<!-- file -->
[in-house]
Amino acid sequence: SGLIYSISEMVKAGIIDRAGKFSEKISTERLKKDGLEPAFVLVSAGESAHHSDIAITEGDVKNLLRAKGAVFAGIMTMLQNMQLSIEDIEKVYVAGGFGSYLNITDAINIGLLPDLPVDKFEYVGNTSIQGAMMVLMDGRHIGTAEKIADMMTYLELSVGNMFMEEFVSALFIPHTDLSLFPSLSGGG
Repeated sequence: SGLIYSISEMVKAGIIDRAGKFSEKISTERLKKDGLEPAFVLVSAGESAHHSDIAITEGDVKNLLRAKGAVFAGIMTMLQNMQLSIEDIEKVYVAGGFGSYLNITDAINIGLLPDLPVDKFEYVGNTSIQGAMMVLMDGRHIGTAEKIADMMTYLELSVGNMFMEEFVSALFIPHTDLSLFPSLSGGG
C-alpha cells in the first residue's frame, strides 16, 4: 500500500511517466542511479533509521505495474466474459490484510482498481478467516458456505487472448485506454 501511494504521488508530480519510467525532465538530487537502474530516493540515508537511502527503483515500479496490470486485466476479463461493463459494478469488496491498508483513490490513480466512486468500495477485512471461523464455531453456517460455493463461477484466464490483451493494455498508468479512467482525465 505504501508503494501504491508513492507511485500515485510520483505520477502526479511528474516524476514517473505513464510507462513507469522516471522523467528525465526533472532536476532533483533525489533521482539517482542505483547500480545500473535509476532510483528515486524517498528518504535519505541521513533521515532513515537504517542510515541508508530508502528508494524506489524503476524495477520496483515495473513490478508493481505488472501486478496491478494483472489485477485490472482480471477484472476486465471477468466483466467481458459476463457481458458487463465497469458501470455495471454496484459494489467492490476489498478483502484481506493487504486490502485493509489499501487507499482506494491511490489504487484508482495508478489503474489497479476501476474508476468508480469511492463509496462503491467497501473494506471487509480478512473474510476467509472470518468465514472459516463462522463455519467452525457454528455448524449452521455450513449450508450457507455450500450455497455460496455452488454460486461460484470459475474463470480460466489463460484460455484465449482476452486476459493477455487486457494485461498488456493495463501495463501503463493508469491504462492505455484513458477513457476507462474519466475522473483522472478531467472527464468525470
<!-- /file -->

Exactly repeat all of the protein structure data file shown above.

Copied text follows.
[in-house]
Amino acid sequence: SGLIYSISEMVKAGIIDRAGKFSEKISTERLKKDGLEPAFVLVSAGESAHHSDIAITEGDVKNLLRAKGAVFAGIMTMLQNMQLSIEDIEKVYVAGGFGSYLNITDAINIGLLPDLPVDKFEYVGNTSIQGAMMVLMDGRHIGTAEKIADMMTYLELSVGNMFMEEFVSALFIPHTDLSLFPSLSGGG
Repeated sequence: SGLIYSISEMVKAGIIDRAGKFSEKISTERLKKDGLEPAFVLVSAGESAHHSDIAITEGDVKNLLRAKGAVFAGIMTMLQNMQLSIEDIEKVYVAGGFGSYLNITDAINIGLLPDLPVDKFEYVGNTSIQGAMMVLMDGRHIGTAEKIADMMTYLELSVGNMFMEEFVSALFIPHTDLSLFPSLSGGG
C-alpha cells in the first residue's frame, strides 16, 4: 500500500511517466542511479533509521505495474466474459490484510482498481478467516458456505487472448485506454 501511494504521488508530480519510467525532465538530487537502474530516493540515508537511502527503483515500479496490470486485466476479463461493463459494478469488496491498508483513490490513480466512486468500495477485512471461523464455531453456517460455493463461477484466464490483451493494455498508468479512467482525465 505504501508503494501504491508513492507511485500515485510520483505520477502526479511528474516524476514517473505513464510507462513507469522516471522523467528525465526533472532536476532533483533525489533521482539517482542505483547500480545500473535509476532510483528515486524517498528518504535519505541521513533521515532513515537504517542510515541508508530508502528508494524506489524503476524495477520496483515495473513490478508493481505488472501486478496491478494483472489485477485490472482480471477484472476486465471477468466483466467481458459476463457481458458487463465497469458501470455495471454496484459494489467492490476489498478483502484481506493487504486490502485493509489499501487507499482506494491511490489504487484508482495508478489503474489497479476501476474508476468508480469511492463509496462503491467497501473494506471487509480478512473474510476467509472470518468465514472459516463462522463455519467452525457454528455448524449452521455450513449450508450457507455450500450455497455460496455452488454460486461460484470459475474463470480460466489463460484460455484465449482476452486476459493477455487486457494485461498488456493495463501495463501503463493508469491504462492505455484513458477513457476507462474519466475522473483522472478531467472527464468525470